beforeEach(function() {
    cy.server();
    cy.route("/200?**").as("fakeNetworkRequest");

    cy.visit("http://localhost:3000");

    cy.wait("@fakeNetworkRequest");
  });

  it("works", function() {
    cy.findByText("Learn React");
  });

  it("has a link pointing to the react website", function() {
    cy.verifyLink("Learn React", "https://reactjs.org");
  });
});

Technique 4: Log browser warnings and errors in the headless/terminal output

When you run the Cypress test suite in headless mode, it's nice to be able to see console warnings and errors that may help you debug why your tests failed. This doesn't happen by default in the terminal output, so let's make it happen.

Add a console warning and error to the app

First, we'll need errors and warnings to pass through to the terminal. So update App.js with the following code...

//... same above
function App() {
  const [loaded, setLoaded] = useState(false);

  useEffect(() => {

    console.log("This is a log");
    console.warn("This is a warning");
    console.error("This is an error");

    const secondsToWait = 1;
    axios(`https://httpstat.us/200?sleep=${secondsToWait * 1000}`).then(
      response => {
        setLoaded(true);
      }
    );
  }, []);

//... same below

Check in your browser console for those three messages.

Run the tests in headless mode

To see the terminal test output before it shows console warnings and errors, run the following.

npx cypress run

Logging console output

This is going to seem kinda elaborate for something so simple, but it's worth it and exposes some possibilities in Cypress generally.

Open up cypress/commands/index.js and add the following code to the bottom of the file.

Cypress.on("window:before:load", win => {
  cy.stub(win.console, "error", msg => {
    cy.now("task", "error", msg);
  });

  cy.stub(win.console, "warn", msg => {
    cy.now("task", "warn", msg);
  });
});

There's a decent bit going on here - let's break it down.

  • Cypress.on is a way to listen for Cypress events,
  • we run a function on the window:before:load event (basically before the tests run)
  • To intercept the console methods we stub them.
  • cy.now is something I learned about here and here and seems to avoid an issue with cy.task and promises that Cypress doesn't like. I wish there was a better way , so if you know of any let me know!

We need to update one more file, cypress/plugins/index.js, to get things to work. Here's the code you'll need in that file, which listens for the tasks we just set up in cypress/commands/index.js and logs to the internal Cypress process (including the terminal output with nice colors).

module.exports = on => {
  on(`task`, {
    error(message) {
      console.error("\x1b[31m", "ERROR:", message, "\x1b[0m");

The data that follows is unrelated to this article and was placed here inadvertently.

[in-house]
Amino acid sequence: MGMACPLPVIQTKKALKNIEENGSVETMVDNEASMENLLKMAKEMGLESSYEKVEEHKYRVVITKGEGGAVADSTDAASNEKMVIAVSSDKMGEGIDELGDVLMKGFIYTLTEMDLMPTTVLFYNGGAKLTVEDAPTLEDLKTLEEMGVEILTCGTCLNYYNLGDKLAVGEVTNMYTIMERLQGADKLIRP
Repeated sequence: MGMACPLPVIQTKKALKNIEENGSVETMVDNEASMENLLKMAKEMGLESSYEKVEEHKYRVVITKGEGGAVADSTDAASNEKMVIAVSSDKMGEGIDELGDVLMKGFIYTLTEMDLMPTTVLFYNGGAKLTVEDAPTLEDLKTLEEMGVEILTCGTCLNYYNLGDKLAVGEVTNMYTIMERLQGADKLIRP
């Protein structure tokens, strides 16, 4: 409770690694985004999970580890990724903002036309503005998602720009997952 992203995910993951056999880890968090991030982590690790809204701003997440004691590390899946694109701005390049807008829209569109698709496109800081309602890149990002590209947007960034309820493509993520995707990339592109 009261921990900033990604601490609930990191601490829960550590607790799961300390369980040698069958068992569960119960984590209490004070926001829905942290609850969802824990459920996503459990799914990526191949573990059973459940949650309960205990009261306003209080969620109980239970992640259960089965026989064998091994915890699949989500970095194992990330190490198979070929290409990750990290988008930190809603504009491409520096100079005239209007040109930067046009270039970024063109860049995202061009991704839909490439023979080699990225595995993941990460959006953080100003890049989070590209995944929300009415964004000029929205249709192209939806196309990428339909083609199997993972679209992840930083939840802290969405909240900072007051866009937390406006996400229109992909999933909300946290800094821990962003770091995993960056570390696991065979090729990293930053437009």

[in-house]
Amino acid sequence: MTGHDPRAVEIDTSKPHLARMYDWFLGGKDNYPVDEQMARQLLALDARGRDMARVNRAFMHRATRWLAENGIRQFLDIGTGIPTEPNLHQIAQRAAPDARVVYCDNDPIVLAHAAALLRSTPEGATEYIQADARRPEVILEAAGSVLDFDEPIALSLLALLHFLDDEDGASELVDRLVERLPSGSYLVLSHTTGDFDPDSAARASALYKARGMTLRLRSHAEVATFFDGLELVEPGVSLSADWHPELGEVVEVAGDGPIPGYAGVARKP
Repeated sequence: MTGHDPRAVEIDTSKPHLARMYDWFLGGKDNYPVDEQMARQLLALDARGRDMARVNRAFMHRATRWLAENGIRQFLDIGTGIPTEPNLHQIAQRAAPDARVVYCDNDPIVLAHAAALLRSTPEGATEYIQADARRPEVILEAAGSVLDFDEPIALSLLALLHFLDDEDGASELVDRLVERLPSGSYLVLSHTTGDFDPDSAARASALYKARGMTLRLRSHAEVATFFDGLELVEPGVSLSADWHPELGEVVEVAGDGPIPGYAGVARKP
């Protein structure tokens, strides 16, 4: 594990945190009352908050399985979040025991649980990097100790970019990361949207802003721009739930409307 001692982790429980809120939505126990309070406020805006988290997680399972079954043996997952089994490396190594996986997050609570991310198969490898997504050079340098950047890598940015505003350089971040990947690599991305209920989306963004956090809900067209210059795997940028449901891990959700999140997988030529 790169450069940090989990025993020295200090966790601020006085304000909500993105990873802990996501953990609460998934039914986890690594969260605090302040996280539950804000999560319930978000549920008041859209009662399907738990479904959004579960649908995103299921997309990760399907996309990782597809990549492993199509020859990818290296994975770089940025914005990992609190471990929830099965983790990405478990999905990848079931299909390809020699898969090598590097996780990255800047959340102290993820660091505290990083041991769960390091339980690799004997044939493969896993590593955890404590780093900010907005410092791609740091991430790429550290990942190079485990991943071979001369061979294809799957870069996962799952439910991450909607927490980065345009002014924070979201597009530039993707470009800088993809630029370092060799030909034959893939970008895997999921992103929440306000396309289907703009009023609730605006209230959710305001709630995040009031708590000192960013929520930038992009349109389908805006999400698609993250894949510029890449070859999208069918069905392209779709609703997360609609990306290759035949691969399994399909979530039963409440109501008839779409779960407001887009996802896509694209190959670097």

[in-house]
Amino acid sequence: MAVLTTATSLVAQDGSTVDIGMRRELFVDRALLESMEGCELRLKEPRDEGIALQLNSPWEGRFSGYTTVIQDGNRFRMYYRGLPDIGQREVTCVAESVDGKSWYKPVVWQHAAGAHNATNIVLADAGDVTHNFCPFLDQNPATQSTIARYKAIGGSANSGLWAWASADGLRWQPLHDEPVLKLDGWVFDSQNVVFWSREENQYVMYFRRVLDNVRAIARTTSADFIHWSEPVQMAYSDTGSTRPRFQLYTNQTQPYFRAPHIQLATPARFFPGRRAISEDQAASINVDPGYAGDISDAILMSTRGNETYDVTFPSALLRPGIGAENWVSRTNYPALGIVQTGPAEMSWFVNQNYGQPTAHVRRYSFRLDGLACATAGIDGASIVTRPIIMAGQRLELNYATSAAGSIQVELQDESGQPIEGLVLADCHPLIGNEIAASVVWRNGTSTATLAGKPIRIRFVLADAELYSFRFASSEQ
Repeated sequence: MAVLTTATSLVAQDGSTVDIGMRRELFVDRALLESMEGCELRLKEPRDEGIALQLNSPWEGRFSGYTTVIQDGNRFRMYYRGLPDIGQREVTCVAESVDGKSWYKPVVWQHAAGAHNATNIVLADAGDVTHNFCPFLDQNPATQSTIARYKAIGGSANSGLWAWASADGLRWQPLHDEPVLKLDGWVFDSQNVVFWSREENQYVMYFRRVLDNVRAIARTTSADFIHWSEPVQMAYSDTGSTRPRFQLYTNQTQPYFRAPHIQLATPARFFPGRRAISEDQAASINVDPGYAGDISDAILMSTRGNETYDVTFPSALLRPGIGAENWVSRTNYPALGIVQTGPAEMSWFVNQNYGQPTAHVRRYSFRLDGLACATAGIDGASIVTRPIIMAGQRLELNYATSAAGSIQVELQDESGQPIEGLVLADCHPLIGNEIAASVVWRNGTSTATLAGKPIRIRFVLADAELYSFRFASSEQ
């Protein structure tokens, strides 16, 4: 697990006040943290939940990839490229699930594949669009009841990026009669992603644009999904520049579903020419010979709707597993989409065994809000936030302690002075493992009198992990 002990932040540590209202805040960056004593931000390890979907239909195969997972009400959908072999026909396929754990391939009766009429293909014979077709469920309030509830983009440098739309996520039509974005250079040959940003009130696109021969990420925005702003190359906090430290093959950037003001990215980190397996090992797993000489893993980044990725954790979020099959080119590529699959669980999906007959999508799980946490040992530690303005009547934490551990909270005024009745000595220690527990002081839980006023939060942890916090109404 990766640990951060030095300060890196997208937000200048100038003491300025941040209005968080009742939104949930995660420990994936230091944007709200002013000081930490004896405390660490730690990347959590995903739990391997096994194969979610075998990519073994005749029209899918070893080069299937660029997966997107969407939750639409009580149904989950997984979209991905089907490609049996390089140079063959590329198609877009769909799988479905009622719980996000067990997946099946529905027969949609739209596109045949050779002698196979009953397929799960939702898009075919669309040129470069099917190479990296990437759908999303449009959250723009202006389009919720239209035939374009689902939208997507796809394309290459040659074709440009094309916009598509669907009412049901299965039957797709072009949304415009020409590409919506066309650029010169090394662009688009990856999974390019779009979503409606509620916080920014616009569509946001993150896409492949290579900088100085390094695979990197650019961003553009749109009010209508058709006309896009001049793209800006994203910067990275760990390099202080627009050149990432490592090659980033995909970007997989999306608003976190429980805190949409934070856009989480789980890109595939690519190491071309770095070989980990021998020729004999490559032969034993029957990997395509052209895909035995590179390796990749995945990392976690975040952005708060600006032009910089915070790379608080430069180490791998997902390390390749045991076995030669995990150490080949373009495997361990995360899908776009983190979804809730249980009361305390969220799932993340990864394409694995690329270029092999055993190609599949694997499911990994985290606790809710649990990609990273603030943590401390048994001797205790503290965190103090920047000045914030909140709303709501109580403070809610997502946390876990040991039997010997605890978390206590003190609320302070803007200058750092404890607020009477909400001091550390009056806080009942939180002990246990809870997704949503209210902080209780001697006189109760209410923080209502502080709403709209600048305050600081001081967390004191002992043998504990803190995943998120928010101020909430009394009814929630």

},
    warn(message) {
      console.warn("\x1b[33m", "WARNING:", message, "\x1b[0m");
    },
  });
};

Now run the tests in headless mode with npx cypress run and you should see the logs in your terminal output!

tests-with-logging

Technique 5: Fail tests when there's an unknown console error

Cypress tests fail on uncaught exceptions already, which is basically your app crashing. But sometimes we might want to fail the test when there's a console.error in the browser during the test.

Fortunately, we can easily add this behavior to our Cypress tests with a small addition to the code from the preview section. Open cypress/support/index and update the Cypress.on listener block to match below, which just has one extra line.

Cypress.on("window:before:load", win => {
  cy.stub(win.console, "error", msg => {
    cy.now("task", "error", msg);
    throw new Error(msg); // all we needed to add!
  });

  cy.stub(win.console, "warn", msg => {
    cy.now("task", "warn", msg);
  });
});

No rerun the test suite and see that it fails!

Bonus - ignore known errors

Sometimes we know of console errors that we just can't get rid of, but we want to still fail tests for unknown errors. That's a simple fix by only throwing the Error when we don't recognize the error message. See below for how we can ignore our current app's console error.

Cypress.on("window:before:load", win => {
  cy.stub(win.console, "error", msg => {
    if (msg.includes("This is an error")) {
      return null;
    }

    cy.now("task", "error", msg);
    throw new Error(msg);
  });

  cy.stub(win.console, "warn", msg => {
    cy.now("task", "warn", msg);
  });
});

Rerun the test suite and the console error will no longer fail your tests!

And that's it!

I have more Cypress techniques (like making it work with modern SPA apps/tools like react-router and adding to a CI/CD pipeline) I didn't have space for in this tutorial, so those will be coming soon!

Posted on by:

ryanjyost profile

Ryan Yost

@ryanjyost

Hi, I'm Ryan. I live and work in Chicago as a Front End Engineer. I'm always building side projects and write JavaScript-related tutorials that help folks build things, too. Working on depchecker.com